His tongue began bleeding, either from the current, or because he bit in while screaming from the pain, and at one point, he began spitting out blood. Later they made him do push-ups until he was too tired to continue, at which point they began kicking him.

One of the FSB men demanded that he shouted “Glory to Ukraine!”.  His response was (the customary) “Glory to the heroes”, although he prefaced it with their prison slang “so that it would be more understandable”.  The same FSB man claimed that Yesypenko could choose his form of torture for the next stage of the ‘interrogation’.  He chose the push-ups, but they used electric shocks everyway, only this time tying him with tape to the table.

At one point, the electric shock was so acute that he broke free from the tape and pulled the black mask from his eyes.  He was in a basement without any witnesses, and there were five FSB torturers, all wearing balaclavas.  Another individual turned up, this time a woman, and attached some kind of lie detector contraption to his fingers. It was after this that he signed some kind of papers and said on video that he was ‘a spy’, carrying out SBU tasks.

For almost a month after his arrest, the FSB prevented lawyers Emil Kurbedinov and Alexei Ladin from seeing Yesypenko and falsely claimed that the journalist had himself said he did not want them to represent them.  They are convinced that this was to ensure that the torture marks had first faded. The FSB, and specifically ‘investigator’ Vitaly Vlasov instead brought him Violetta Sineglazova, a ‘lawyer’ who has already demonstrated in other cases that she essentially works for the prosecution. 

It was only during a court hearing on 6 April that the FSB were no longer able to prevent Yesypenko from communicating with a real lawyer.  During that hearing, Yesypenko formally rejected Sineglazova’s ‘services’.  He also provided a shorter written account of what had happened from when he was detained, including details of the torture until he gave the ‘confession’ required.  He mentioned then that the FSB had also taken him to Armyansk where he was videoed pointing to what was claimed to be the hiding place from which he had supposedly taken the grenade.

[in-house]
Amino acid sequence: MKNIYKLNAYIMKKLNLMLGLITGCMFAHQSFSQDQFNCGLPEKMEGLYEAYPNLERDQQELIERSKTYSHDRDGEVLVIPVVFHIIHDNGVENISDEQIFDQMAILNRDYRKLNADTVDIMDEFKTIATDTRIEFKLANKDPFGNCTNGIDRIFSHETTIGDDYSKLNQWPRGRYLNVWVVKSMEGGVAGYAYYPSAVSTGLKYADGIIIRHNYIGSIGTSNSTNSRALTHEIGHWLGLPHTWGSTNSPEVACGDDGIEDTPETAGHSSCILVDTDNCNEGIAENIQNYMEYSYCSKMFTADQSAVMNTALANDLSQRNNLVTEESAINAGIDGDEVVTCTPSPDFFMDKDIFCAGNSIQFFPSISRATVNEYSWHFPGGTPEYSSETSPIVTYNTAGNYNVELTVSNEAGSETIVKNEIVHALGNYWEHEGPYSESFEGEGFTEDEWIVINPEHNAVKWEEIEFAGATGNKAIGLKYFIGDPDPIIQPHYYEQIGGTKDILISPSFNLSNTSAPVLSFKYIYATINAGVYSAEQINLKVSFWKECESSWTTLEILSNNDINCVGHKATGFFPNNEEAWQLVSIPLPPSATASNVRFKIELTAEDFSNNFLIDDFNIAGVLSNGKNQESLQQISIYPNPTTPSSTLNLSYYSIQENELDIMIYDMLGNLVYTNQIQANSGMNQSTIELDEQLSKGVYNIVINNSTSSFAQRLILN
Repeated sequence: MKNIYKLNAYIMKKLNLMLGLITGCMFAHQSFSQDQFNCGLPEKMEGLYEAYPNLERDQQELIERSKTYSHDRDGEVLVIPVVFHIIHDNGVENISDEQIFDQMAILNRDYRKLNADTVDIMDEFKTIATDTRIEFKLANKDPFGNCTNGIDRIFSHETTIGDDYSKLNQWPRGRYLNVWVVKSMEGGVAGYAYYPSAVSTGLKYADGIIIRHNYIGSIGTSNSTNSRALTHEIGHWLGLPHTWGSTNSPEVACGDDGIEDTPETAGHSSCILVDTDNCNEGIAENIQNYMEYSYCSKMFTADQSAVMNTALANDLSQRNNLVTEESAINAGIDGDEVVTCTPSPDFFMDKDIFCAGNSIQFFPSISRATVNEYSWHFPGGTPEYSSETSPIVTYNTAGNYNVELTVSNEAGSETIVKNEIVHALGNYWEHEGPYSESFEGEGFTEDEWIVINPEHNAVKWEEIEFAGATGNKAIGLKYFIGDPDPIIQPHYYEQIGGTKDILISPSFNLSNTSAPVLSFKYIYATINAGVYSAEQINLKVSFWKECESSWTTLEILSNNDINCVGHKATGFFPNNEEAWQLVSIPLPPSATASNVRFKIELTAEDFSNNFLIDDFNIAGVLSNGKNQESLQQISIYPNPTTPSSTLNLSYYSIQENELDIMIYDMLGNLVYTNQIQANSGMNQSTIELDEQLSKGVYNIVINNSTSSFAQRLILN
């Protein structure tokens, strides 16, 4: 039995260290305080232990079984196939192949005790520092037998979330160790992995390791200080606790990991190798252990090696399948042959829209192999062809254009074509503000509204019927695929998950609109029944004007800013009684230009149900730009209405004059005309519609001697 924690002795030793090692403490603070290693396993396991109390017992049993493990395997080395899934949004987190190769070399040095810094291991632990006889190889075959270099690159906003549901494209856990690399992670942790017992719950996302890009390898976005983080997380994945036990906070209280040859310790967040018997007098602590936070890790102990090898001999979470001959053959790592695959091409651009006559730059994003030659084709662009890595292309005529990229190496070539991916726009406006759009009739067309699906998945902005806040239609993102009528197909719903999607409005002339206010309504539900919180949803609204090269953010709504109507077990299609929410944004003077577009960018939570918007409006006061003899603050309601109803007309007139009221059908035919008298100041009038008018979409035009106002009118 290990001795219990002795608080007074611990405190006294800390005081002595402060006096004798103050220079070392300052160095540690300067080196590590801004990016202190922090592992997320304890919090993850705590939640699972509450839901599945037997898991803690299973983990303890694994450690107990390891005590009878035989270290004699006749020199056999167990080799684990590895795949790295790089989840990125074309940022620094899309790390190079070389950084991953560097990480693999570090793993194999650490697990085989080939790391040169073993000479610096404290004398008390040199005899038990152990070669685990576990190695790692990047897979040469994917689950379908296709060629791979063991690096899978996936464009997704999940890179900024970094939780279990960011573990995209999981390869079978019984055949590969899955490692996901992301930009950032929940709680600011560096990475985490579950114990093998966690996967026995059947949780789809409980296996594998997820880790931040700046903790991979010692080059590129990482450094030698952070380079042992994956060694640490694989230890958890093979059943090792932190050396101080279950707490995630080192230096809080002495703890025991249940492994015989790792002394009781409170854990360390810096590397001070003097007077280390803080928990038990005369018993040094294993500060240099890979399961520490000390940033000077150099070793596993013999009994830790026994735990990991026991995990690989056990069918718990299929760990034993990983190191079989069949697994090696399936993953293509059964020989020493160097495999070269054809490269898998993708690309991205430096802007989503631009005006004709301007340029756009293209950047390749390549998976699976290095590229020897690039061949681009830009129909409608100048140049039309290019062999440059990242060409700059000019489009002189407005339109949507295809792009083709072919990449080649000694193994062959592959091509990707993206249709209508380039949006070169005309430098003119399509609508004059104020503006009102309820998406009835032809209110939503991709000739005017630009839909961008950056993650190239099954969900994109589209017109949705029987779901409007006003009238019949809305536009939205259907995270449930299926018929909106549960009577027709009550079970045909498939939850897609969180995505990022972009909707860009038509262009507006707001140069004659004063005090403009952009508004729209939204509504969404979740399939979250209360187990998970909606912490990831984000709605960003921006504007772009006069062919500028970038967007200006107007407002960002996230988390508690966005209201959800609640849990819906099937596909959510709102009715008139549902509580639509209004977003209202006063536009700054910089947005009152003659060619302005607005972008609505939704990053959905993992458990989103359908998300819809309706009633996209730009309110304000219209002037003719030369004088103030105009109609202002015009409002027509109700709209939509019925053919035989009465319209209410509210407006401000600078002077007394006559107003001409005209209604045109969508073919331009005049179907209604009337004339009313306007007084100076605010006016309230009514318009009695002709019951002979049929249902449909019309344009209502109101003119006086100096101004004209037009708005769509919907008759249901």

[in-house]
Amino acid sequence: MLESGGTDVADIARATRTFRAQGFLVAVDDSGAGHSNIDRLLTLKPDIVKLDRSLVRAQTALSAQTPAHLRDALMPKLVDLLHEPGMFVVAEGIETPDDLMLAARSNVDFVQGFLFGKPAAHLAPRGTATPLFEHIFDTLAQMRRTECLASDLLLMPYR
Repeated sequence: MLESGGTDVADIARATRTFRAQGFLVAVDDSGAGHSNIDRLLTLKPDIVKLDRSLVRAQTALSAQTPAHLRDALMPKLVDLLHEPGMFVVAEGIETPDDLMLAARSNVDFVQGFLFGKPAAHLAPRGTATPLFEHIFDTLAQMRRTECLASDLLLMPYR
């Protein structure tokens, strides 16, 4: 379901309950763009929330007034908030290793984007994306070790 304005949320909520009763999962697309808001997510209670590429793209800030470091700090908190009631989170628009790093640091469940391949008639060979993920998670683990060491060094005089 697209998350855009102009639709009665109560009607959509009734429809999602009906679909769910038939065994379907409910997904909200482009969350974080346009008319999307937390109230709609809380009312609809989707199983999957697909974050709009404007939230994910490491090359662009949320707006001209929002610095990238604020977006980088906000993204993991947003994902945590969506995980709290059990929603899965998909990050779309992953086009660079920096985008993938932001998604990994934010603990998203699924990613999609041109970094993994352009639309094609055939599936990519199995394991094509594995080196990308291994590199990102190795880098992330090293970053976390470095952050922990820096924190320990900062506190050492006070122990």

It has been established since that his finger prints were not on the grenade allegedly found in his car.

Yesypenko is demonstrating courage in continuing to speak out.  After that initial hearing, Ladin reported that the FSB had threatened to kill Yesypenko if he didn’t ‘cooperate’, telling him that it would be reported that he had hanged himself while alone in his cell.   

The initial announcement from the FSB on 16 March claimed to have “broken up spying and sabotage activities for the Ukrainian Security Service by Russian citizen Vladislav Yesypenko.”.   Despite the mention of Ukraine’s Security Service, or SBU, the FSB was essentially describing a journalist’s work, with Yesypenko having “taken photos and video footage of infrastructure and places where there are a lot of people in the republic of Crimea”. 

Yesypenko and his lawyers are now due to view the prosecution’s ‘case’.  Earlier Ladin reported that  two charges - of illegally preparing an explosive device (Article 223.1 of Russia’s criminal code) and of illegally possessing an explosive device (Article 222) had been combined into one prosecution.  Although the FSB claim that they detained the journalist “so as to prevent him carrying out acts of sabotage in the interests of the Ukrainian security service”, that does not appear to be reflected in the charges.  This too is reminiscent of many other prosecutions of Ukrainians whose videoed ‘confessions’ prove to have little in common with the charges for which they are eventually tried (and invariably convicted).